When Ruth said we were going to hike up Wagner Butte, I pictured a flat mesa with great views from the top. Once we reached the top, the great views were there, but I had a hard time understanding why it was named Wagner Butte, instead of Wagner Peak. The 7140-foot summit makes an abrupt appearance as a large pile of rocks up ahead through the trees at the end of a 5-mile hike. The last stretch is a scramble up the rocks to a small platform that still has remnants of the foundation of an old fire lookout tower.
The trail was a steady climb, gaining about 2000 feet of elevation over the 5 miles. But there were many switchbacks, making it much less strenous than the trails we are used to in the Sandia Mountains. We also enjoyed the varying terrain, passing through deep forests, then coming out to mountain meadows, and then back into the forest, all the while getting more and more of a view of endless mountains stretching in the distance.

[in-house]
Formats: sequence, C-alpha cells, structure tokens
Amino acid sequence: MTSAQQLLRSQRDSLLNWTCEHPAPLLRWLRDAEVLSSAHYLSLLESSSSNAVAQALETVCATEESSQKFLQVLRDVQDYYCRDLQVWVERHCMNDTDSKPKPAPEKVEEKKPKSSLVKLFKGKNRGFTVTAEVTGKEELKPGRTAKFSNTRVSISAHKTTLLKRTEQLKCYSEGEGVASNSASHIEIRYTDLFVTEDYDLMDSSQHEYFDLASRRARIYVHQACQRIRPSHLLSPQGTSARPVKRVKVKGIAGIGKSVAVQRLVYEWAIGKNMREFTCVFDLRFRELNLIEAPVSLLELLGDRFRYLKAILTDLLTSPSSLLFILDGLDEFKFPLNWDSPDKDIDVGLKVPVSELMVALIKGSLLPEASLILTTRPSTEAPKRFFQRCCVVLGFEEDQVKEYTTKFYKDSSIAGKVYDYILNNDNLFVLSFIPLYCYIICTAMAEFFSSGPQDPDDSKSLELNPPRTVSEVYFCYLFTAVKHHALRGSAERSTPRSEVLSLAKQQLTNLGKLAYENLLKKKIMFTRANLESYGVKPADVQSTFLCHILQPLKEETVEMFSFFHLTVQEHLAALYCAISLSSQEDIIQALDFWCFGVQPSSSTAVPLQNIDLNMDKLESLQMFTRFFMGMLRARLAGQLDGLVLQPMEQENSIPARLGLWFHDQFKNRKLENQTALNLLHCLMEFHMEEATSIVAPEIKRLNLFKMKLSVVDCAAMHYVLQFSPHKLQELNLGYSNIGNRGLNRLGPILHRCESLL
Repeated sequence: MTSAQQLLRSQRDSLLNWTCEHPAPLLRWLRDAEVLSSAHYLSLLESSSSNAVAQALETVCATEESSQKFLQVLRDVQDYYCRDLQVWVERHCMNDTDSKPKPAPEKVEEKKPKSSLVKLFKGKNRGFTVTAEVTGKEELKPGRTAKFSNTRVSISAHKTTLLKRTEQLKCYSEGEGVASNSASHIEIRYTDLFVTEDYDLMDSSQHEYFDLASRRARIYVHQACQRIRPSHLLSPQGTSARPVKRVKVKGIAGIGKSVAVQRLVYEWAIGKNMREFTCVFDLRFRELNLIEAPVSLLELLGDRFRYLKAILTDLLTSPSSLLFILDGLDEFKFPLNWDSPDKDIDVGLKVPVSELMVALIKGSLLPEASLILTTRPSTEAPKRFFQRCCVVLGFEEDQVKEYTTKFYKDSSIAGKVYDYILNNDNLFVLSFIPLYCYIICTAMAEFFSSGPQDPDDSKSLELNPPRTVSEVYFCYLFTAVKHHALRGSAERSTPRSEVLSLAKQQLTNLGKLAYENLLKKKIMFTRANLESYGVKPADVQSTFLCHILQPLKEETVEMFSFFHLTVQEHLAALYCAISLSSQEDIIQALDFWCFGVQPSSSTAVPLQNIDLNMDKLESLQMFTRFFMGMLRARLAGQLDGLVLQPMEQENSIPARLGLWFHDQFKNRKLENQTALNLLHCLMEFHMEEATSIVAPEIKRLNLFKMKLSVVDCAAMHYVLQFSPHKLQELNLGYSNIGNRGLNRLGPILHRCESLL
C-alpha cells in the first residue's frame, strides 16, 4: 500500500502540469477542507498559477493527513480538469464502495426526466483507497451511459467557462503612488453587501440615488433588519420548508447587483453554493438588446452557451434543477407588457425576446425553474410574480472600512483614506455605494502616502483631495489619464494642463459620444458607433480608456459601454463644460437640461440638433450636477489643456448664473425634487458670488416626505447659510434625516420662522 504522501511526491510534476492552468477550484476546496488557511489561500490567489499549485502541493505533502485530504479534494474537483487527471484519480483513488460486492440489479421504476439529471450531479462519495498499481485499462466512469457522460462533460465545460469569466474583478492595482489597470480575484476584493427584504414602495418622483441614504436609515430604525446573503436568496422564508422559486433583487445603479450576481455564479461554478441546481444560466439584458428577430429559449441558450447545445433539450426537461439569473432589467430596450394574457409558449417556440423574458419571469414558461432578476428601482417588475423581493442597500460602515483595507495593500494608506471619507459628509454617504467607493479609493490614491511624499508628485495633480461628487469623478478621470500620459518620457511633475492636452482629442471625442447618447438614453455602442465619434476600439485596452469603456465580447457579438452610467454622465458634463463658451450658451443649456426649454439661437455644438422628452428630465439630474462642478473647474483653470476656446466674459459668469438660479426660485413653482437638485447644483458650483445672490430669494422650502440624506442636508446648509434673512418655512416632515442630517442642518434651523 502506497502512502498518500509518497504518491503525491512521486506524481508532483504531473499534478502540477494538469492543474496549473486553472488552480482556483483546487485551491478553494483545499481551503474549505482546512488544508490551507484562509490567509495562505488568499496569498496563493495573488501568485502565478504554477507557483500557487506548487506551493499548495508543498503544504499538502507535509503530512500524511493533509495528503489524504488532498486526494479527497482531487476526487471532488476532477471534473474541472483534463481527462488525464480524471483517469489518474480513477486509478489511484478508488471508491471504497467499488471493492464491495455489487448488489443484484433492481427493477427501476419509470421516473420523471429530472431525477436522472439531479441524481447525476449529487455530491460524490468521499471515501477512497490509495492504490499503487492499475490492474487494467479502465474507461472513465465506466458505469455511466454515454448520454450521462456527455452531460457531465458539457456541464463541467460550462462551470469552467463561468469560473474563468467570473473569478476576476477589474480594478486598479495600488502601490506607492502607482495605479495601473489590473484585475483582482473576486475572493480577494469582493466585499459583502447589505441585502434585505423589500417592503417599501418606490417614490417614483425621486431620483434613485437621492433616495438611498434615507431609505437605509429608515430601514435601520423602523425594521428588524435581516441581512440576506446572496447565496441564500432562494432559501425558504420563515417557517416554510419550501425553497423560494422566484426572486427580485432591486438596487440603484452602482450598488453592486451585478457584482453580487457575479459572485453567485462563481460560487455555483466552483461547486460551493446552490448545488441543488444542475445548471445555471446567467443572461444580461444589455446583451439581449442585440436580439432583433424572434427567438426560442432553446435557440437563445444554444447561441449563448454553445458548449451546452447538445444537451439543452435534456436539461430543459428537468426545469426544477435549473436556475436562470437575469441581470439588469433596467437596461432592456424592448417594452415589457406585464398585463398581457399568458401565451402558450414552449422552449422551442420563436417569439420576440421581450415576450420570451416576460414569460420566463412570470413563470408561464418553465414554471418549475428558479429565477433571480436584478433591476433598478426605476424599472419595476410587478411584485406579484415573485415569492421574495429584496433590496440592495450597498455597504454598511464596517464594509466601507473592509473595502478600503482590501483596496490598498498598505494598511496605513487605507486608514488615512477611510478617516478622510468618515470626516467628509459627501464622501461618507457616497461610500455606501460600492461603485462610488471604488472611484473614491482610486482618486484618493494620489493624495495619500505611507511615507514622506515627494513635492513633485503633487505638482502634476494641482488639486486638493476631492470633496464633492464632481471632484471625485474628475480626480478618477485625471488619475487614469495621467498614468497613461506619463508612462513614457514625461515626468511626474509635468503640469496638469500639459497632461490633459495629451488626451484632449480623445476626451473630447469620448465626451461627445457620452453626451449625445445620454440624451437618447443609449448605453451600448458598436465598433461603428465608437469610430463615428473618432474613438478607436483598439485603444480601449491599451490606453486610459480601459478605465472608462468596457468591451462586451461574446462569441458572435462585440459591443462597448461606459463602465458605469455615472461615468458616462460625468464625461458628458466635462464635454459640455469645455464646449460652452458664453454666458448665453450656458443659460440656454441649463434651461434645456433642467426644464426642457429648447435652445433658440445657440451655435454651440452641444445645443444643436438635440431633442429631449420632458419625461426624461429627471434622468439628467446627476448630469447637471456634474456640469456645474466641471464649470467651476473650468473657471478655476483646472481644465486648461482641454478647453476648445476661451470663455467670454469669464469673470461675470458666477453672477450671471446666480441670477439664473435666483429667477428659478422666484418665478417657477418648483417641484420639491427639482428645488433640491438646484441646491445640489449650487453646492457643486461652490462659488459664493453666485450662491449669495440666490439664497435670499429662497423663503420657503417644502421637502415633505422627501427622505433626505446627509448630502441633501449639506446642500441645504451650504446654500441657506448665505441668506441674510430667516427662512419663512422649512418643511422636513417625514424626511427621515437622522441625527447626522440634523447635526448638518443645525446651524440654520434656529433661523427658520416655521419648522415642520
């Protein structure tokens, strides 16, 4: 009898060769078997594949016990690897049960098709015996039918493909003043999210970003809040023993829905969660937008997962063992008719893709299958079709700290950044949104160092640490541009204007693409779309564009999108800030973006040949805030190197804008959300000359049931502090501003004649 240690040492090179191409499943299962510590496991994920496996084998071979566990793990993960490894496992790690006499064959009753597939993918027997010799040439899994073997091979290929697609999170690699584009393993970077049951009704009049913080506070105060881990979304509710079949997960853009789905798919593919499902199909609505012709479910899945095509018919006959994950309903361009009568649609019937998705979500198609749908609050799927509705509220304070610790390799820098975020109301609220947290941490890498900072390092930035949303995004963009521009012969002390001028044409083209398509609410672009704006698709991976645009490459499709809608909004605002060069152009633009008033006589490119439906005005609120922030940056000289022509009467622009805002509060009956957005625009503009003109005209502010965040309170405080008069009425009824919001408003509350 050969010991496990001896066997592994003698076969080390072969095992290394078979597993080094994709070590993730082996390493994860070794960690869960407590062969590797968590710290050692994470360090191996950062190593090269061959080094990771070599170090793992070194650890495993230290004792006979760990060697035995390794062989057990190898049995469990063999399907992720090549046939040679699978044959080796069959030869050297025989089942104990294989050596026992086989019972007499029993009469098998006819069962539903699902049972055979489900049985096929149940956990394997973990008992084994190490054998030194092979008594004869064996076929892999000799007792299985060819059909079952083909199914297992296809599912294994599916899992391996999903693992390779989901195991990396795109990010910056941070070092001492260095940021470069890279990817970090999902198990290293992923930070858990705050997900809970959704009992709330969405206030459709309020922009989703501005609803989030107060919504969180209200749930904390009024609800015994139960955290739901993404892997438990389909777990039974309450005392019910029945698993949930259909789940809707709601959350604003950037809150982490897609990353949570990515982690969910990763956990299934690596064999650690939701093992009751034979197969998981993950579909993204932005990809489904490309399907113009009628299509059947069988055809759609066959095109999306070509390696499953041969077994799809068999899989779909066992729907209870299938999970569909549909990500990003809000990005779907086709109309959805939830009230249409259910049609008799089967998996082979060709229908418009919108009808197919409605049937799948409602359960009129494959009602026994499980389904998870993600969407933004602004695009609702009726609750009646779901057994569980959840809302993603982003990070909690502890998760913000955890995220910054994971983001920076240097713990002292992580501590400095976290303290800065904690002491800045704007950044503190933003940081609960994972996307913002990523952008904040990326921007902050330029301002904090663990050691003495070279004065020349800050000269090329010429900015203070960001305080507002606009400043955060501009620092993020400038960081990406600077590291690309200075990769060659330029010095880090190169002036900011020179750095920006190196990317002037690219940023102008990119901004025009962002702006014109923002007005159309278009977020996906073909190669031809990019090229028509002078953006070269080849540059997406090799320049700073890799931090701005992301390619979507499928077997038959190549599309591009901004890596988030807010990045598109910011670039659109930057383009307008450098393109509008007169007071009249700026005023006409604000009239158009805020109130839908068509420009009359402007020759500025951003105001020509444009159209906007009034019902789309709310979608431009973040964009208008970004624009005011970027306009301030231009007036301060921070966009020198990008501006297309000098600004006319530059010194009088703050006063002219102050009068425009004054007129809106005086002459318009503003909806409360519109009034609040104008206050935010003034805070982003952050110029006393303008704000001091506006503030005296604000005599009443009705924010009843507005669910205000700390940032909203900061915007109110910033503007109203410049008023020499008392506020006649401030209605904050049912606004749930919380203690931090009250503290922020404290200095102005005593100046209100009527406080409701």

We would have been able to see Mt. Shasta from the top, except that during the time we were up there a big cloud was covering it with just the base of it visible. We were able to see Mt. Ashland behind us to the south and Mt. McLoughlin on the horizon to the east. And, of course, awesome views of the Rogue and Applegate Valleys. It was perfect weather for hiking and will certainly go on our list as a Southern Oregon favorite.